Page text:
Yottabytes: Storage and Disaster Recovery

Sep 26 2015   11:43PM GMT

Forget Digital Storage — Let’s Bring Back the Cassette

Sharon Fisher Sharon Fisher Profile: Sharon Fisher


Those of us of a certain age have fond memories of hunching by the radio with a mike and our portable cassette recorder, waiting for them to play our favorite song and please-God-don’t-let-the-DJ-talk-over-the-intro-this-time.

Guess what: The cassette is coming back.

In the same way that some retro purists have brought back vinyl, some artists such as Arcade Fire and Transviolet are actually still issuing music on cassette tape. In 1983, cassettes began outselling records, until 1991, when the CD became the most popular medium, writes Zach Sokol in Motherboard.

As it turns out, there’s at least one factory – National Audio Co., in Springfield, Mo. — that still manufactures cassette tapes, and it says business is better than ever: Last year is the best year it’s had since it opened in 1969, writes Jeniece Pettitt in Bloomberg. “The profitable company produced more than 10 million tapes in 2014 and sales are up 20 percent this year,” she writes.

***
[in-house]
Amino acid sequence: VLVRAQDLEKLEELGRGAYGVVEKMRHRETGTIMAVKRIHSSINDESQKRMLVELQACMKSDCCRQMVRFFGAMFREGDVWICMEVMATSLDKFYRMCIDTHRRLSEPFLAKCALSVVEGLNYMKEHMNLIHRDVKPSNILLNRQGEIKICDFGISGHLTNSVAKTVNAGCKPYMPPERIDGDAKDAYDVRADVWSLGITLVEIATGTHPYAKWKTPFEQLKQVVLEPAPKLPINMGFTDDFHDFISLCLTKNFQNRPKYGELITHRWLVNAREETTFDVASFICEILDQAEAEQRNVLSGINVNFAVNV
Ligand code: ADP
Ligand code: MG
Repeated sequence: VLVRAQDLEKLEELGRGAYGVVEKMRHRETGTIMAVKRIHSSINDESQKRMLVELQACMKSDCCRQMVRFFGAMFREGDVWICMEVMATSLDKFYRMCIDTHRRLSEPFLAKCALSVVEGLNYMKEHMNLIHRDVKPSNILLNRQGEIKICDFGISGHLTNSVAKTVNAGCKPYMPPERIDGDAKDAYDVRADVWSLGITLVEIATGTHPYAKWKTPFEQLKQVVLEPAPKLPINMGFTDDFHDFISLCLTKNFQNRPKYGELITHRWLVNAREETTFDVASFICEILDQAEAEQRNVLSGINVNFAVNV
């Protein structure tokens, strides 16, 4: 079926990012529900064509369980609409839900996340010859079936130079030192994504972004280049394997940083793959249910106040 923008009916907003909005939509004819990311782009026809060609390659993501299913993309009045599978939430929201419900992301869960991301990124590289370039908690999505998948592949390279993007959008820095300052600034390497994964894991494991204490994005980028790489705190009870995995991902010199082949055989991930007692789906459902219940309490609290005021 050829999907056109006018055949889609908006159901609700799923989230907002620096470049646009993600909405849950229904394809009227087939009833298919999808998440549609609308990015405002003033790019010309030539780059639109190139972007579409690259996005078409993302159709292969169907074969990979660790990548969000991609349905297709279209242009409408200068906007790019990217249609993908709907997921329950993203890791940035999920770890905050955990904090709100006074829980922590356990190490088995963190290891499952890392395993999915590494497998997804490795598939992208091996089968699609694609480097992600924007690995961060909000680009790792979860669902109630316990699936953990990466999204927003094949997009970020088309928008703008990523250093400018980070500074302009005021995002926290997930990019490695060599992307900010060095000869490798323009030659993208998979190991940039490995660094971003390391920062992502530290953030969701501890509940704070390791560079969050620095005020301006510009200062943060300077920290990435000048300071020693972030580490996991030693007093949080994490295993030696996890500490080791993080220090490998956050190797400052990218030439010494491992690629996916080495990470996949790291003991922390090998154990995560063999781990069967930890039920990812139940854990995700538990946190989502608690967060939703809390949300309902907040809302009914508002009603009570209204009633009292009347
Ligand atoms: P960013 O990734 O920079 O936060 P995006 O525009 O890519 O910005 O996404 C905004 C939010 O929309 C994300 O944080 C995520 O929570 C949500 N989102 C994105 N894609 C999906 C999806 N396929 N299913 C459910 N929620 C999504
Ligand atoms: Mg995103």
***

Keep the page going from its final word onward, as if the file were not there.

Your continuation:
In addition, “Cassette Store Day” is going into its third year – this year to be celebrated on October 17. There’s even a cassette tape documentary, Cassettefunded via Kickstarter, of course.

Why, it’s hard to say. In the case of vinyl, there is an argument to be made that it sounds “better,” though any quality improvement might be wasted on a generation that grew up listening to MP3s. And like vinyl, there are those who claim the analog sound of tape is preferable to digital recordings. Also, in a day and age where so much of our content is digital, some people really like having something tangible, Pettitt writes.